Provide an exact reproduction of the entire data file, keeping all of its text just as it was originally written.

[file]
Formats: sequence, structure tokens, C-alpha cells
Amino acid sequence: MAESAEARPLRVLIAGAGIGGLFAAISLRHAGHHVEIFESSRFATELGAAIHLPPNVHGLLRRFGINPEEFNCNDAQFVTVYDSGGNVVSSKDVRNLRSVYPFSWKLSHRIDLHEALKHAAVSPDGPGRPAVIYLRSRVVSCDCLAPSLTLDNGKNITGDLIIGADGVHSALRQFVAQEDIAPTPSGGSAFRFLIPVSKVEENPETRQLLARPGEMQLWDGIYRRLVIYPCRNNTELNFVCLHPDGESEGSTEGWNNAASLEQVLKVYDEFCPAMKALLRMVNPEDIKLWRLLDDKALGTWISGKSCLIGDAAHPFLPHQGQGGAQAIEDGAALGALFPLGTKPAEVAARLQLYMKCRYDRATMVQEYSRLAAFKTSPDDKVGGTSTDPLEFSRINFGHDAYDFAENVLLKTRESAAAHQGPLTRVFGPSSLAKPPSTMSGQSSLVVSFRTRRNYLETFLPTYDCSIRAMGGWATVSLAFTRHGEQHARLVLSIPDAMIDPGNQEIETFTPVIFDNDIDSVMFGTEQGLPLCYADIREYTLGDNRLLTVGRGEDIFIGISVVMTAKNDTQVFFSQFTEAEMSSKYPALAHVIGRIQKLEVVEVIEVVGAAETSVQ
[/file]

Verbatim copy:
Formats: sequence, structure tokens, C-alpha cells
Amino acid sequence: MAESAEARPLRVLIAGAGIGGLFAAISLRHAGHHVEIFESSRFATELGAAIHLPPNVHGLLRRFGINPEEFNCNDAQFVTVYDSGGNVVSSKDVRNLRSVYPFSWKLSHRIDLHEALKHAAVSPDGPGRPAVIYLRSRVVSCDCLAPSLTLDNGKNITGDLIIGADGVHSALRQFVAQEDIAPTPSGGSAFRFLIPVSKVEENPETRQLLARPGEMQLWDGIYRRLVIYPCRNNTELNFVCLHPDGESEGSTEGWNNAASLEQVLKVYDEFCPAMKALLRMVNPEDIKLWRLLDDKALGTWISGKSCLIGDAAHPFLPHQGQGGAQAIEDGAALGALFPLGTKPAEVAARLQLYMKCRYDRATMVQEYSRLAAFKTSPDDKVGGTSTDPLEFSRINFGHDAYDFAENVLLKTRESAAAHQGPLTRVFGPSSLAKPPSTMSGQSSLVVSFRTRRNYLETFLPTYDCSIRAMGGWATVSLAFTRHGEQHARLVLSIPDAMIDPGNQEIETFTPVIFDNDIDSVMFGTEQGLPLCYADIREYTLGDNRLLTVGRGEDIFIGISVVMTAKNDTQVFFSQFTEAEMSSKYPALAHVIGRIQKLEVVEVIEVVGAAETSVQ